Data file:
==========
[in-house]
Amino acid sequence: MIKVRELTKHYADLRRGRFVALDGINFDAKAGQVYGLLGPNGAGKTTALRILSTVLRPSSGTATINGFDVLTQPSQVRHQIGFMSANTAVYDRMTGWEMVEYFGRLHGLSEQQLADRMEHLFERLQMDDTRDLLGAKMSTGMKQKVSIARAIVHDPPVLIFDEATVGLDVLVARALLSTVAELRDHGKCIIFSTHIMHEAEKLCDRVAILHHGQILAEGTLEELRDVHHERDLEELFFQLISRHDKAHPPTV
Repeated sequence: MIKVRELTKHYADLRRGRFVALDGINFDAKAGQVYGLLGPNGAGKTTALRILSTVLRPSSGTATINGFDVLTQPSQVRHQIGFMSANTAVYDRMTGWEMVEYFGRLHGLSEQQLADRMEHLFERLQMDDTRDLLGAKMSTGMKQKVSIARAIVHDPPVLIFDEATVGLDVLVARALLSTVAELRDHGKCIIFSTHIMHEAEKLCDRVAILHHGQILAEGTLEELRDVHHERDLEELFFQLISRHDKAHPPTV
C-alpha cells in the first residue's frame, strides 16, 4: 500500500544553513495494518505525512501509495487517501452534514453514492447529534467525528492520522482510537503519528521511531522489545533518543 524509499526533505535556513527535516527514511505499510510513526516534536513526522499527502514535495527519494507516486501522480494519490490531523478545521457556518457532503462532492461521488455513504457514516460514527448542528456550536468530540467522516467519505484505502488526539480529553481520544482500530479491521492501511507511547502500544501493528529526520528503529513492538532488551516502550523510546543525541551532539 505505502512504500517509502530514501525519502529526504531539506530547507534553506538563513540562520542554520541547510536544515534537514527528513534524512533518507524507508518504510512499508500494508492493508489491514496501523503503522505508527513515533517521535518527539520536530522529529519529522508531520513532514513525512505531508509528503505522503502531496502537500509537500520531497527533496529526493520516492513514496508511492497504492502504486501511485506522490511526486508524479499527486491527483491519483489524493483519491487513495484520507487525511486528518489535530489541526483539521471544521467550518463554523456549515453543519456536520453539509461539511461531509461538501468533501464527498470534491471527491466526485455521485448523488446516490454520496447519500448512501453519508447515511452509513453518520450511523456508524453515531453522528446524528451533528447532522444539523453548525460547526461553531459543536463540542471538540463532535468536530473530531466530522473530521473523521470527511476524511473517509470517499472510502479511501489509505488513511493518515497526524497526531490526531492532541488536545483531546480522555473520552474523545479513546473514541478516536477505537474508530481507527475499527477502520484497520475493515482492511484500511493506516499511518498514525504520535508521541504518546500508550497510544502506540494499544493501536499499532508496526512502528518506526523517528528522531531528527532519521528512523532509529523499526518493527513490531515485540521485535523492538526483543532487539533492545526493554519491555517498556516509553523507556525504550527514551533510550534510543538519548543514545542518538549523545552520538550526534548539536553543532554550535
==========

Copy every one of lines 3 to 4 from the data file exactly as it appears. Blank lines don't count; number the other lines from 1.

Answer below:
Repeated sequence: MIKVRELTKHYADLRRGRFVALDGINFDAKAGQVYGLLGPNGAGKTTALRILSTVLRPSSGTATINGFDVLTQPSQVRHQIGFMSANTAVYDRMTGWEMVEYFGRLHGLSEQQLADRMEHLFERLQMDDTRDLLGAKMSTGMKQKVSIARAIVHDPPVLIFDEATVGLDVLVARALLSTVAELRDHGKCIIFSTHIMHEAEKLCDRVAILHHGQILAEGTLEELRDVHHERDLEELFFQLISRHDKAHPPTV
C-alpha cells in the first residue's frame, strides 16, 4: 500500500544553513495494518505525512501509495487517501452534514453514492447529534467525528492520522482510537503519528521511531522489545533518543 524509499526533505535556513527535516527514511505499510510513526516534536513526522499527502514535495527519494507516486501522480494519490490531523478545521457556518457532503462532492461521488455513504457514516460514527448542528456550536468530540467522516467519505484505502488526539480529553481520544482500530479491521492501511507511547502500544501493528529526520528503529513492538532488551516502550523510546543525541551532539 505505502512504500517509502530514501525519502529526504531539506530547507534553506538563513540562520542554520541547510536544515534537514527528513534524512533518507524507508518504510512499508500494508492493508489491514496501523503503522505508527513515533517521535518527539520536530522529529519529522508531520513532514513525512505531508509528503505522503502531496502537500509537500520531497527533496529526493520516492513514496508511492497504492502504486501511485506522490511526486508524479499527486491527483491519483489524493483519491487513495484520507487525511486528518489535530489541526483539521471544521467550518463554523456549515453543519456536520453539509461539511461531509461538501468533501464527498470534491471527491466526485455521485448523488446516490454520496447519500448512501453519508447515511452509513453518520450511523456508524453515531453522528446524528451533528447532522444539523453548525460547526461553531459543536463540542471538540463532535468536530473530531466530522473530521473523521470527511476524511473517509470517499472510502479511501489509505488513511493518515497526524497526531490526531492532541488536545483531546480522555473520552474523545479513546473514541478516536477505537474508530481507527475499527477502520484497520475493515482492511484500511493506516499511518498514525504520535508521541504518546500508550497510544502506540494499544493501536499499532508496526512502528518506526523517528528522531531528527532519521528512523532509529523499526518493527513490531515485540521485535523492538526483543532487539533492545526493554519491555517498556516509553523507556525504550527514551533510550534510543538519548543514545542518538549523545552520538550526534548539536553543532554550535